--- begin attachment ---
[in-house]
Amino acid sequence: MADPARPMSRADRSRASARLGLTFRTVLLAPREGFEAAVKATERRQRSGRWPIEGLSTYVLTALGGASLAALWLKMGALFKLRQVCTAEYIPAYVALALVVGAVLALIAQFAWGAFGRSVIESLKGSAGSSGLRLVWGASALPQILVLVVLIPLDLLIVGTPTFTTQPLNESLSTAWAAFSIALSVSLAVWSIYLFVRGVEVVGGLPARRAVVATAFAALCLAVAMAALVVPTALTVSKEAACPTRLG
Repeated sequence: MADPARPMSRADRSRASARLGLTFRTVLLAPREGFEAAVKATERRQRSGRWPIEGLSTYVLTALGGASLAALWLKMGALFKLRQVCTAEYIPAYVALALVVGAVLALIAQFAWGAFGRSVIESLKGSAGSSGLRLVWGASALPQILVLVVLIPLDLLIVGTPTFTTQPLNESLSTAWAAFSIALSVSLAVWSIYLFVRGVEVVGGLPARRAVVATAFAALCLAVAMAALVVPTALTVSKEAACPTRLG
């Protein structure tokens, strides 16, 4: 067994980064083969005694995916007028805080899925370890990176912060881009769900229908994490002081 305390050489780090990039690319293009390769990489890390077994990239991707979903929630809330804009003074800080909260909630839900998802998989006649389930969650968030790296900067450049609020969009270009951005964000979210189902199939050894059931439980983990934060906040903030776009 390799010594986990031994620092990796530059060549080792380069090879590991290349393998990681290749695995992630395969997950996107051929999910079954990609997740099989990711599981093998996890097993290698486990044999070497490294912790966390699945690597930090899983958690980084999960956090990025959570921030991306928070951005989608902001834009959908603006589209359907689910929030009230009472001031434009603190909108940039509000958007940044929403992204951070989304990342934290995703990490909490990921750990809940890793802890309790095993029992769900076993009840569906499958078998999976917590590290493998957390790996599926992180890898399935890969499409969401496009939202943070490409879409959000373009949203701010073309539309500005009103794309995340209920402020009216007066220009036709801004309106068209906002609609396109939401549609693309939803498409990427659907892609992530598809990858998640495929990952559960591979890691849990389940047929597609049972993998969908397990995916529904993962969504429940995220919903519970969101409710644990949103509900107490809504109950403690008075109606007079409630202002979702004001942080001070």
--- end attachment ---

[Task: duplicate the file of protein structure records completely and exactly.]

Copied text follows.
[in-house]
Amino acid sequence: MADPARPMSRADRSRASARLGLTFRTVLLAPREGFEAAVKATERRQRSGRWPIEGLSTYVLTALGGASLAALWLKMGALFKLRQVCTAEYIPAYVALALVVGAVLALIAQFAWGAFGRSVIESLKGSAGSSGLRLVWGASALPQILVLVVLIPLDLLIVGTPTFTTQPLNESLSTAWAAFSIALSVSLAVWSIYLFVRGVEVVGGLPARRAVVATAFAALCLAVAMAALVVPTALTVSKEAACPTRLG
Repeated sequence: MADPARPMSRADRSRASARLGLTFRTVLLAPREGFEAAVKATERRQRSGRWPIEGLSTYVLTALGGASLAALWLKMGALFKLRQVCTAEYIPAYVALALVVGAVLALIAQFAWGAFGRSVIESLKGSAGSSGLRLVWGASALPQILVLVVLIPLDLLIVGTPTFTTQPLNESLSTAWAAFSIALSVSLAVWSIYLFVRGVEVVGGLPARRAVVATAFAALCLAVAMAALVVPTALTVSKEAACPTRLG
């Protein structure tokens, strides 16, 4: 067994980064083969005694995916007028805080899925370890990176912060881009769900229908994490002081 305390050489780090990039690319293009390769990489890390077994990239991707979903929630809330804009003074800080909260909630839900998802998989006649389930969650968030790296900067450049609020969009270009951005964000979210189902199939050894059931439980983990934060906040903030776009 390799010594986990031994620092990796530059060549080792380069090879590991290349393998990681290749695995992630395969997950996107051929999910079954990609997740099989990711599981093998996890097993290698486990044999070497490294912790966390699945690597930090899983958690980084999960956090990025959570921030991306928070951005989608902001834009959908603006589209359907689910929030009230009472001031434009603190909108940039509000958007940044929403992204951070989304990342934290995703990490909490990921750990809940890793802890309790095993029992769900076993009840569906499958078998999976917590590290493998957390790996599926992180890898399935890969499409969401496009939202943070490409879409959000373009949203701010073309539309500005009103794309995340209920402020009216007066220009036709801004309106068209906002609609396109939401549609693309939803498409990427659907892609992530598809990858998640495929990952559960591979890691849990389940047929597609049972993998969908397990995916529904993962969504429940995220919903519970969101409710644990949103509900107490809504109950403690008075109606007079409630202002979702004001942080001070």